Iron-60

Naturally occurring Brookhaven National Laboratory Interactive Table of Nuclides for a more accurate reading.

Much of the past work on measuring the isotopic composition of Fe has centered on determining 60Fe variations due to processes accompanying nucleosynthesis (i.e., meteorite studies) and ore formation. In the last decade however, advances in mass spectrometry technology have allowed the detection and quantification of minute, naturally occurring variations in the ratios of the stable isotopes of iron. Much of this work has been driven by the Earth and planetary science communities, although applications to biological and industrial systems are beginning to emerge.[1]

Standard atomic mass: 55.845(2) u.

Iron-54

54Fe is observationally stable, with a branching theory that it decays to 54Cr, with a half-life of more than 3.1x1022 years via double electron capture (2β+). All other natural isotopes are known to be stable, which makes 54Fe seemingly strange.

Iron-56

Main article: Iron-56

The isotope 56Fe is the isotope with the lowest mass per nucleon, 930.412 MeV/c2, though not the isotope with the highest nuclear binding energy per nucleon, which is nickel-62.[2] However, because of the details of how nucleosynthesis works, 56Fe is a more common endpoint of fusion chains inside extremely massive stars and is therefore more common in the universe, relative to other metals, including 62Ni, 58Fe and 60Ni, all of which have a very high binding energy.

Iron-57

The isotope 57Fe is widely used in Mössbauer spectroscopy due to the low natural variation in energy of the 14.4keV nuclear transition.[3]

Iron-60

Iron-60 is an iron isotope with a half-life of 2.6 million years,[4][5] but was thought until 2009 to have a half-life of 1.5 million years. It undergoes beta decay to cobalt-60.

In phases of the meteorites Semarkona and Chervony Kut a correlation between the concentration of 60Ni, the granddaughter isotope of 60Fe, and the abundance of the stable iron isotopes could be found which is evidence for the existence of 60Fe at the time of formation of the solar system. Possibly the energy released by the decay of 60Fe contributed, together with the energy released by decay of the radionuclide 26Al, to the remelting and differentiation of asteroids after their formation 4.6 billion years ago. The abundance of 60Ni present in extraterrestrial material may also provide further insight into the origin of the solar system and its early history.

Table

nuclide
symbol
Z(p) N(n)  
isotopic mass (u)
 
half-life decay
mode(s)[6][n 1]
daughter
isotope(s)[n 2]
nuclear
spin
representative
isotopic
composition
(mole fraction)
range of natural
variation
(mole fraction)
excitation energy
45Fe 26 19 45.01458(24)# 1.89(49) ms
β+ (30%) 45Mn 3/2+#
2p (70%) 43Cr
46Fe 26 20 46.00081(38)# 9(4) ms
[12(+4-3) ms]
β+ (>99.9%) 46Mn 0+
β+, p (<.1%) 45Cr
47Fe 26 21 46.99289(28)# 21.8(7) ms β+ (>99.9%) 47Mn 7/2-#
β+, p (<.1%) 46Cr
48Fe 26 22 47.98050(8)# 44(7) ms β+ (96.41%) 48Mn 0+
β+, p (3.59%) 47Cr
49Fe 26 23 48.97361(16)# 70(3) ms β+, p (52%) 48Cr (7/2-)
β+ (48%) 49Mn
50Fe 26 24 49.96299(6) 155(11) ms β+ (>99.9%) 50Mn 0+
β+, p (<.1%) 49Cr
51Fe 26 25 50.956820(16) 305(5) ms β+ 51Mn 5/2-
52Fe 26 26 51.948114(7) 8.275(8) h β+ 52Mn 0+
52mFe 6.81(13) MeV 45.9(6) s β+ 52Mn (12+)#
53Fe 26 27 52.9453079(19) 8.51(2) min β+ 53Mn 7/2-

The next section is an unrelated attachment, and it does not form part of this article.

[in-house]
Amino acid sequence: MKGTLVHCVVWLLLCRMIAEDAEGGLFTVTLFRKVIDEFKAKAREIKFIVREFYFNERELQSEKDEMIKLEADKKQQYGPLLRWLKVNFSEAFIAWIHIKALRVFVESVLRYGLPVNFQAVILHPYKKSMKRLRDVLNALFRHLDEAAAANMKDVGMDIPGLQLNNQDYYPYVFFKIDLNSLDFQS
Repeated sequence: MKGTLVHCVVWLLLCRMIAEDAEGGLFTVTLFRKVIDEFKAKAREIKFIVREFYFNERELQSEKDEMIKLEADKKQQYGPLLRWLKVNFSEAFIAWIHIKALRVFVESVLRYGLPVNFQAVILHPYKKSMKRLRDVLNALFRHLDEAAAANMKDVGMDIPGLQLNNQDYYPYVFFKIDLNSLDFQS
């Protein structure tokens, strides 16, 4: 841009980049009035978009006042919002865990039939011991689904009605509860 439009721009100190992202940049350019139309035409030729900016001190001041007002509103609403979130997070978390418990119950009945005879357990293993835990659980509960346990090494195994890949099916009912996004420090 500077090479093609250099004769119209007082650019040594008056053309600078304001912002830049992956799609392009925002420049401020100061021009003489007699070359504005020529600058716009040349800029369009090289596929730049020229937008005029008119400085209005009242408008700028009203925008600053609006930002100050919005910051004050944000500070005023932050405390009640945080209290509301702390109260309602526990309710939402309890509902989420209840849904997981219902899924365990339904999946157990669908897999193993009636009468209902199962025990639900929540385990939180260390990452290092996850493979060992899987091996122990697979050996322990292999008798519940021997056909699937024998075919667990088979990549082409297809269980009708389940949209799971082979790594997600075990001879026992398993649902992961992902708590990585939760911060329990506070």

53mFe 3040.4(3) keV 2.526(24) min IT 53Fe 19/2-
54Fe 26 28 53.9396105(7) Observationally Stable[n 3] 0+ 0.05845(35) 0.05837-0.05861
54mFe 6526.9(6) keV 364(7) ns 10+
55Fe 26 29 54.9382934(7) 2.737(11) a EC 55Mn 3/2-
56Fe[n 4] 26 30 55.9349375(7) Stable 0+ 0.91754(36) 0.91742-0.91760
57Fe 26 31 56.9353940(7) Stable 1/2- 0.02119(10) 0.02116-0.02121
58Fe 26 32 57.9332756(8) Stable 0+ 0.00282(4) 0.00281-0.00282
59Fe 26 33 58.9348755(8) 44.495(9) d β- 59Co 3/2-
60Fe 26 34 59.934072(4) 2.6×106 a β- 60Co 0+ trace
61Fe 26 35 60.936745(21) 5.98(6) min β- 61Co 3/2-,5/2-
61mFe 861(3) keV 250(10) ns 9/2+#
62Fe 26 36 61.936767(16) 68(2) s β- 62Co 0+
63Fe 26 37 62.94037(18) 6.1(6) s β- 63Co (5/2)-
64Fe 26 38 63.9412(3) 2.0(2) s β- 64Co 0+
65Fe 26 39 64.94538(26) 1.3(3) s β- 65Co 1/2-#
65mFe 364(3) keV 430(130) ns (5/2-)
66Fe 26 40 65.94678(32) 440(40) ms β- (>99.9%) 66Co 0+
β-, n (<.1%) 65Co
67Fe 26 41 66.95095(45) 394(9) ms β- (>99.9%) 67Co 1/2-#
β-, n (<.1%) 66Co
67mFe 367(3) keV 64(17) µs (5/2-)
68Fe 26 42 67.95370(75) 187(6) ms β- (>99.9%) 68Co 0+
β-, n 67Co
69Fe 26 43 68.95878(54)# 109(9) ms β- (>99.9%) 69Co 1/2-#
β-, n (<.1%) 68Co
70Fe 26 44 69.96146(64)# 94(17) ms 0+
71Fe 26 45 70.96672(86)# 30# ms
[>300 ns]
7/2+#
72Fe 26 46 71.96962(86)# 10# ms
[>300 ns]
0+

Notes

  • Values marked # are not purely derived from experimental data, but at least partly from systematic trends. Spins with weak assignment arguments are enclosed in parentheses.
  • Uncertainties are given in concise form in parentheses after the corresponding last digits. Uncertainty values denote one standard deviation, except isotopic composition and standard atomic mass from IUPAC which use expanded uncertainties.
  • Nuclide masses are given by IUPAP Commission on Symbols, Units, Nomenclature, Atomic Masses and Fundamental Constants (SUNAMCO)
  • Isotope abundances are given by IUPAC Commission on Isotopic Abundances and Atomic Weights

See also

References

  • Isotope masses from:
  • Isotopic compositions and standard atomic masses from:
  • Half-life, spin, and isomer data selected from the following sources. See editing notes on this article's talk page.

Further reading


Isotopes of manganese Isotopes of iron Isotopes of cobalt
Table of nuclides
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